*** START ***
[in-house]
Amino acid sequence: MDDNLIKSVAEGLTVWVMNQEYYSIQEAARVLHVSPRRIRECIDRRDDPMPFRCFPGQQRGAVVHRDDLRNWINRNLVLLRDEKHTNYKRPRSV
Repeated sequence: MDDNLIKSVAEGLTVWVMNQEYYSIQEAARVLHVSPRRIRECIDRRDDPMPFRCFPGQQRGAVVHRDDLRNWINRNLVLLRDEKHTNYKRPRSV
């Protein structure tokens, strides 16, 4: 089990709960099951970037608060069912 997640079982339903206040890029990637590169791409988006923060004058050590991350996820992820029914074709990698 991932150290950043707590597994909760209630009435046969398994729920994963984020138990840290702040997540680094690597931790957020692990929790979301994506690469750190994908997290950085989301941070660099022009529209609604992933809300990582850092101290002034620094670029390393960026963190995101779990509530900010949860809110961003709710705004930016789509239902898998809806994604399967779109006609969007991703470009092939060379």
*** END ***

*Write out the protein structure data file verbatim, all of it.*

[in-house]
Amino acid sequence: MDDNLIKSVAEGLTVWVMNQEYYSIQEAARVLHVSPRRIRECIDRRDDPMPFRCFPGQQRGAVVHRDDLRNWINRNLVLLRDEKHTNYKRPRSV
Repeated sequence: MDDNLIKSVAEGLTVWVMNQEYYSIQEAARVLHVSPRRIRECIDRRDDPMPFRCFPGQQRGAVVHRDDLRNWINRNLVLLRDEKHTNYKRPRSV
């Protein structure tokens, strides 16, 4: 089990709960099951970037608060069912 997640079982339903206040890029990637590169791409988006923060004058050590991350996820992820029914074709990698 991932150290950043707590597994909760209630009435046969398994729920994963984020138990840290702040997540680094690597931790957020692990929790979301994506690469750190994908997290950085989301941070660099022009529209609604992933809300990582850092101290002034620094670029390393960026963190995101779990509530900010949860809110961003709710705004930016789509239902898998809806994604399967779109006609969007991703470009092939060379």